Friday, December 28, 2012

Form Follows Function

A bit of construction know how first ....

Back in the day there was a thing called a window sill. The window sill was the part that you could lean your elbows on and stare out into the wide blue yonder on a lovely summer's day with the window open.
The sill spanned the depth of the wall, from the inside to the outside, sloping down and out at a slight angle, and overhanging the wall a small amount, often with a groove cut along it's length on the underside.
It was designed so that when wind blown rain struck the window panes and ran down onto whatever was below, the sill was there to catch it all, preventing water from running down into the wall, and because it sloped outwards, diverting the rain away from the house. The groove on the underside of the sill, also known as a drip edge, prevented the wind from blowing the water back up the underside of the sill towards the wall again. The groove forced the water to drip off.

Pretty smart really. Form follows function.

Fast forward to the modern day and the 'ready to install', single unit windows which come in a pack that inserts straight into a framed opening in a wall, they have weather strips and flashings to prevent water from seeping in, and sealant is inserted into any gaps to keep water out. They also usually have some kind of dam or plastic strip to keep water from getting in under the window.
No more need for a traditional window sill any more.
Thing is, we are used to seeing window sills on a house, and I guess people think walls look weird without them ..... so rather than leave them off, we now add them, purely as decoration.

I could rant a great deal about the decline of window design, the cheapness of the materials used and their short life span ..... but .... the point of this whole, long, story is that now instead of window sills we not only have this new method of sealants, dams and flashings to keep the water out of the building (which inevitably fail), we also have the ridiculous addition of fake, stick on, 'window sills' which are really just a piece of wood stuck on to the face of the building where the old style window sill used to be, so it will LOOK the same.

What's wrong with that? Well, now, not only does the piece have no real meaning any more, it in fact adds yet another weak joint on to the face of the wall where it is stuck on, and it will in all probability cause rot, trap damp and mold behind it and create all kinds of maintenance problems the window sill in it's earlier incarnation never did.

So, to Deer Horn Knives ....

Over the years I heard many explanations for what they are for and how they are used, but I could not agree with any of them. I came up with some ideas of my own, but it was only last year when I finally got confirmation. Now I'll admit, it's hard to truly understand historical stuff when you do not have the full picture ... but for the life of me I could not invent a reason to carry around blades shaped like this.
Surely, if there is any tool in the world that should be as practical as it can be, where form really does need to follow function ... it is a weapon that is meant to save your life? And these are hugely impractical.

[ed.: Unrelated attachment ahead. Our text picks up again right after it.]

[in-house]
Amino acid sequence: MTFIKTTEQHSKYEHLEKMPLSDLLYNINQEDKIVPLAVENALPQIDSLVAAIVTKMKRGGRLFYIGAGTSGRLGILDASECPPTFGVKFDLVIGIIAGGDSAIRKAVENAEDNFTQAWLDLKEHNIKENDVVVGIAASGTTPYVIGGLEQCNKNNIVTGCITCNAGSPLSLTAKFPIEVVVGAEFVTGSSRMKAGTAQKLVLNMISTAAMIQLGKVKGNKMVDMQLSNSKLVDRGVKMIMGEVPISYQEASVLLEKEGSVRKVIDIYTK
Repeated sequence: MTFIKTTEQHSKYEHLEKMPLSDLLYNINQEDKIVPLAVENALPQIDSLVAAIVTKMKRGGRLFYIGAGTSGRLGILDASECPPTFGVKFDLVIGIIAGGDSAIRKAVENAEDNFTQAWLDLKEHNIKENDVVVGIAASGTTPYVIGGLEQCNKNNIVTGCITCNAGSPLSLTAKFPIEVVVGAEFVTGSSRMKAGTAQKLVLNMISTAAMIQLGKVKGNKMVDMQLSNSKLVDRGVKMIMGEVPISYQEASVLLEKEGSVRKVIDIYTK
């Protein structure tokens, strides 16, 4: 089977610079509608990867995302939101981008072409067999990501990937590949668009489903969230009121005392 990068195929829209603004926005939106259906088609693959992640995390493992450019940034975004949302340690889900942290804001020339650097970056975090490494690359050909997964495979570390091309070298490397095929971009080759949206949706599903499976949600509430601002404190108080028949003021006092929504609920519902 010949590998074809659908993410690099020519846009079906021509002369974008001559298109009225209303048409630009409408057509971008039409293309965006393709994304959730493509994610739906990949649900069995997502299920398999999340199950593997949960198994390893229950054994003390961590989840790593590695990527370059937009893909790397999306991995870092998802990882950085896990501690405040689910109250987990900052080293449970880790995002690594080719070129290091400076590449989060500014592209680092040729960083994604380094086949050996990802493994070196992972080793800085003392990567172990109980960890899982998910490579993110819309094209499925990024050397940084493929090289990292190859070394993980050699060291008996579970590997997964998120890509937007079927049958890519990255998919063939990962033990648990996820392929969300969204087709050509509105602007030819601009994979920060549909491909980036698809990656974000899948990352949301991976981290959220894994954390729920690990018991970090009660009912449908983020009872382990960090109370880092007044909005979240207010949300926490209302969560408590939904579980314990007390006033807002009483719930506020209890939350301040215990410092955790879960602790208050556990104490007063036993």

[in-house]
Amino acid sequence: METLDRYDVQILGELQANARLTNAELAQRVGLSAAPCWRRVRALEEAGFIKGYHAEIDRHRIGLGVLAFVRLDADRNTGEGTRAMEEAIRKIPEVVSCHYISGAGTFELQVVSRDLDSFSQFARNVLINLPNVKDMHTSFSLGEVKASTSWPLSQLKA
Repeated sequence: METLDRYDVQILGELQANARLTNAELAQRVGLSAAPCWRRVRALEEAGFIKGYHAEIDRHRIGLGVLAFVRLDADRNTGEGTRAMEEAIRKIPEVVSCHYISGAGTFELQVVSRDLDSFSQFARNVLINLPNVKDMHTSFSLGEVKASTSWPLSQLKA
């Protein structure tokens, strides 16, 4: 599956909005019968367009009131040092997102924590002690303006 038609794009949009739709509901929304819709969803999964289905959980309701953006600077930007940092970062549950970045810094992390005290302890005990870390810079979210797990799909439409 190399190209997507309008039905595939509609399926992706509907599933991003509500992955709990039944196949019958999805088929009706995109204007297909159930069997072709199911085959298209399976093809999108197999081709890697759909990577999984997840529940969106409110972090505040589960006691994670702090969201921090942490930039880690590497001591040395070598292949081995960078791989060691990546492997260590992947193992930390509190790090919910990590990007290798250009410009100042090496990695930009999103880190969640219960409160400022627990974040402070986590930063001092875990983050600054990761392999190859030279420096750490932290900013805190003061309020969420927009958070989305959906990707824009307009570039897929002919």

If you don't believe me, try them - They are unstable to hold, don't take contact well, and none of the cut angles possible with the blades make any sense.
My initial thought was that they were just training weapons to accentuate a certain important parts of the Bagua forms .... and in some respects this is correct, but it turns out, they are actually based on a real weapon .. well actually 2 or 3, and are not just fantasy.

The original, real, weapon was just a dagger with brass knuckles, with a second, smaller, dagger also held in the hand held with the tip pointed backwards (also possibly a single, double ended blade).

Now that makes sense to me.

Why did they evolve into what they are today? Best guess - Aesthetic reasons (though one can never rule out the political, or the theatrical).
But look at what strange rationalizations about usage and method have resulted! I suggest it is much easier to understand form if you truly understand function ..... but perhaps not the other way around.

Who knows what future generations will make of fake, stick on, window sills ....

Wednesday, December 26, 2012

Asymmetric Play

 There is nothing like narrowing the parameters of the game, or adding a layer of asymmetry to force you to be more mindful and creative. We did it dueling by flowing short against long, or 2 against one, and all kinds of combinations and handicaps we could think of.

Here is a great clip of a grappling version, hopping vs one leg planted.

Taken from:

Thursday, December 20, 2012


As neither the strongest nor the fiercest animals on the planet, our ability to share and pass on information that makes us smarter, quicker, is what has (in large part) paved our way to the top of the food chain. We have brains and opposable thumbs, we are adaptable, can communicate complex ideas, and work well in groups.

For many 1000s of years this communication was done orally, through story telling, theatre and song, alongside learning necessary physical skills directly from family and tribe.